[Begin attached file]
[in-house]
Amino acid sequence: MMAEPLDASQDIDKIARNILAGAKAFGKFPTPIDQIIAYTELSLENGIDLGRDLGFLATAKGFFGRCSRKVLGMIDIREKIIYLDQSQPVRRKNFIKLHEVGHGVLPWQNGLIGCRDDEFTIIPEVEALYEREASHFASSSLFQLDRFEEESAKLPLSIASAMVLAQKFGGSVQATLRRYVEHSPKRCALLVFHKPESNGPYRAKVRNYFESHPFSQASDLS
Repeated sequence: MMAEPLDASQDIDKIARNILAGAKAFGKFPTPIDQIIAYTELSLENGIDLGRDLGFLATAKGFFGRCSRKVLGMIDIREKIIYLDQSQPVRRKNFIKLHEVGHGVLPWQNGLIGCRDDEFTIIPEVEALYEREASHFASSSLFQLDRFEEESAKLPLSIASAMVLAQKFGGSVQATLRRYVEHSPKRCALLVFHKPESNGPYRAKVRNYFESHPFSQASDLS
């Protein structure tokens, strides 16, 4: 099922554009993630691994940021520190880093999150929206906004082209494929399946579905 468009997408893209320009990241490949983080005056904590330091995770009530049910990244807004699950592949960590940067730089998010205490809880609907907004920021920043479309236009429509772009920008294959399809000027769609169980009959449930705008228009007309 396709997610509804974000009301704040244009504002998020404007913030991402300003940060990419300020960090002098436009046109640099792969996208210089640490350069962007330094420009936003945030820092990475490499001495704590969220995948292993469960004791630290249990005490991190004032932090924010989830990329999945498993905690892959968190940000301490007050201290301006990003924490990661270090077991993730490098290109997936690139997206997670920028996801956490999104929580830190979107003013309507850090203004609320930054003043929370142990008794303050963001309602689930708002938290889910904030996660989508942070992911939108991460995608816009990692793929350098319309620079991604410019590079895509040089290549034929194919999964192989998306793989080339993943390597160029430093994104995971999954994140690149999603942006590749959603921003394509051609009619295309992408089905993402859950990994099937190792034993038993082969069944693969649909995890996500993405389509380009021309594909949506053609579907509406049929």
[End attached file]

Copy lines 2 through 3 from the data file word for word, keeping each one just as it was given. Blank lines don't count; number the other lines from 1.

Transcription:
Amino acid sequence: MMAEPLDASQDIDKIARNILAGAKAFGKFPTPIDQIIAYTELSLENGIDLGRDLGFLATAKGFFGRCSRKVLGMIDIREKIIYLDQSQPVRRKNFIKLHEVGHGVLPWQNGLIGCRDDEFTIIPEVEALYEREASHFASSSLFQLDRFEEESAKLPLSIASAMVLAQKFGGSVQATLRRYVEHSPKRCALLVFHKPESNGPYRAKVRNYFESHPFSQASDLS
Repeated sequence: MMAEPLDASQDIDKIARNILAGAKAFGKFPTPIDQIIAYTELSLENGIDLGRDLGFLATAKGFFGRCSRKVLGMIDIREKIIYLDQSQPVRRKNFIKLHEVGHGVLPWQNGLIGCRDDEFTIIPEVEALYEREASHFASSSLFQLDRFEEESAKLPLSIASAMVLAQKFGGSVQATLRRYVEHSPKRCALLVFHKPESNGPYRAKVRNYFESHPFSQASDLS